Early Techniques


Religious uses of Preservation

Ancient techniques for preserving entire or parts of animals and humans were secret arts, frequently associated with religious ceremonies and mystical rites. Protecting the dead from decay was variously understood as a means of easing the transition of the spirit between this world and the next, harnessing supernatural forces, or accessing knowledge of the natural and supernatural worlds. Preserved body parts were links to the after world and were appropriately revered as symbols of strength and worldly representations of unworldly powers. In an effort to ensure abundant harvests, the Maori sometimes placed the skull, bones, and dried heads of ancestors around cultivated lands to recruit symbolically ancestral aid. Some North American First Nations peoples were known to use the preserved heads of porcupines, foxes, raccoons, and eagles to decorate their clothing and equipment. In the Ecuadorian and neighboring Peruvian Amazon, members of the Jivaro Tribe wore the shrunken head, or tsanta, of their enemy as trophies to harness the powers of the victim's spirit and to enhance the wearer's prestige and. If the head of a slain warrior was not obtainable, the Jivaro substituted the head of a tree sloth, which many of the tribes in the region believed to be a direct ancestor of humans and endowed with human qualities.

Image: the Cathedral of Seville, taken from Ramon Jackson's
website: A Crocodile, Elephant Tusk and La Giralda

The Western Christian tradition also revered relics of the deceased. Bodily fragments of saints displayed in early Christian churches were venerated by pilgrims for their power to heal and alleviate suffering and physical pain.  Medieval Christian also frequently hung preserved exotic items from the rafters of churches to evoke awe at the wondrous variety of God’s creations. In 1260 a crocodile was given to King Alfonso X by the Sultan of Egypt. When the animal died, its body was dried and hung in the Portal of the Lizard (named for the reptile) which leads from the cloister to the Cathedral of Seville. The crocodile eventually decayed, however, and was replaced by a wooden replica.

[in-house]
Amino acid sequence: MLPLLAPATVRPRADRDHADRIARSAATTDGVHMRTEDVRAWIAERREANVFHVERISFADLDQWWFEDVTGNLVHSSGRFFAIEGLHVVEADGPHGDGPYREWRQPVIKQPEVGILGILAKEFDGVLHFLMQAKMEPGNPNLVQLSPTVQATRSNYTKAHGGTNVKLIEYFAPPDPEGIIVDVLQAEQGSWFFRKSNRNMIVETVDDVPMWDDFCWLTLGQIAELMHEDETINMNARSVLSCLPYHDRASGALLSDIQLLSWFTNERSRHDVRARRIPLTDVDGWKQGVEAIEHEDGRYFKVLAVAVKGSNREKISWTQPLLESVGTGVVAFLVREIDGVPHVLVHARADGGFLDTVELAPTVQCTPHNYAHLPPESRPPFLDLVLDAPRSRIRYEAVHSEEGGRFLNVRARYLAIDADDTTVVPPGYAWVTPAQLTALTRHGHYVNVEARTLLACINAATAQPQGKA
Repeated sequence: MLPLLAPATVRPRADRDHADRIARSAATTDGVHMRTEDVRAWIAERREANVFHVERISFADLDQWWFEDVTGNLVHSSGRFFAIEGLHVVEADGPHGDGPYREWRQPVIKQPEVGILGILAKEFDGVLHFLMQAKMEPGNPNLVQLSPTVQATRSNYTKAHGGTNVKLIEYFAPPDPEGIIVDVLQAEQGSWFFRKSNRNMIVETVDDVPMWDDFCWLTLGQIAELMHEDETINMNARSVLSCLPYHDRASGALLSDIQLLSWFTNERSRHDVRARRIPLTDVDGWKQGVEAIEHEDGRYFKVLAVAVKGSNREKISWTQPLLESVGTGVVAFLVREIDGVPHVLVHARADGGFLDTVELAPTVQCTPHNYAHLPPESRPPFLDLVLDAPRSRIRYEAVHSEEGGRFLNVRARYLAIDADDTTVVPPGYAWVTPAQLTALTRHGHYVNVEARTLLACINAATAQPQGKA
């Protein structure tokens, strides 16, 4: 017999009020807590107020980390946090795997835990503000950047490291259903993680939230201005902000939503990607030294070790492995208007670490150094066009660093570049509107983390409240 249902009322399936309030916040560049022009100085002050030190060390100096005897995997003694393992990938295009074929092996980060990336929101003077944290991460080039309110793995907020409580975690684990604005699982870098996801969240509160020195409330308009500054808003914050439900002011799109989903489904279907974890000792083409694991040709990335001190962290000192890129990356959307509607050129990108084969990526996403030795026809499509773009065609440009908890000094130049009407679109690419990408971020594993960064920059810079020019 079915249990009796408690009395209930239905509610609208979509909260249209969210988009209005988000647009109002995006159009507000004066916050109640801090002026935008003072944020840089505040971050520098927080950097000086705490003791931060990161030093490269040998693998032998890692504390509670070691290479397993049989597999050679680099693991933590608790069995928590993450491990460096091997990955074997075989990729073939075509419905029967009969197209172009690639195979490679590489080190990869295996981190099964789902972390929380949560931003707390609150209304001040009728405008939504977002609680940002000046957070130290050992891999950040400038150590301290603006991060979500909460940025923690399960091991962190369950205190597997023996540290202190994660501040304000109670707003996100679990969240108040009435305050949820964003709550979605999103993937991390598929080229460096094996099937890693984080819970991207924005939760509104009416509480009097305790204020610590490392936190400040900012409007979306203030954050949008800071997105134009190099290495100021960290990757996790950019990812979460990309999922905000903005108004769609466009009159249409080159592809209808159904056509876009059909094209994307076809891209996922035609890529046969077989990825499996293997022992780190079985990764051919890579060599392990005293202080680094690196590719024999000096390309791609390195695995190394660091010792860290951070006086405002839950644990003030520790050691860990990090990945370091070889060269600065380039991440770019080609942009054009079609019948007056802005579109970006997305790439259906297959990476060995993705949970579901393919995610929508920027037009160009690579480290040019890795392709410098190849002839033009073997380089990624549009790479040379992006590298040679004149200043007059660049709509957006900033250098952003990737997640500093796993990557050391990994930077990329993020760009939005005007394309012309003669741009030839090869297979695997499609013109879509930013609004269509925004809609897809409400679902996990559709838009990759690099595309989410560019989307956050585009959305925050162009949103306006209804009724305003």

Image: from the National Library of Medicine's online gallery,
Dream Anatomy

Even early natural history collections, the precursors to modern day scientific institutions, had religious overtones. Nature was God’s creation, and as such reading the book of Nature was a means of knowing His works and ways. Collections of body parts were used a moral exemplum. Fredrick Ruysch (1638-1731), for example, sculpted pieces of human bodies – kidney stones, gallstones, dried organs – as landscapes on which tiny skeletons enacted various emotional scenes of piety, despair, and tribulation.




The ancient Egyptians developed perhaps the most sophisticated methods of bodily preservation, which was used on humans and well as animals. Cats, dogs, bulls, mice, hawks, ibises, crocodiles, and other pets of rulers or sacred animals were also carefully preserved and entombed. After removing the internal organs, the body was washed inside and out with astringent palm wine and then filled with pounded aromatics such as myrrh, cassia, and cinnamon. The body was then kept covered in natron, a type of salt mined from dry lake beds near the Nile River which accelerated the dehydration of the body. After a period of several months, the body was washed again and wrapped with bands of fine linen smeared on their inside with gum, which the Egyptians used instead of glue. Essentially, mummification prevents decay by allowing the body to slowly release moisture; the skin and muscles become rigid and the tissues shrink, adhering to the skeleton.

Image: a nineteenth-century dehydrated crocodile head
taken from Finch & Company, online dealers in curiosities.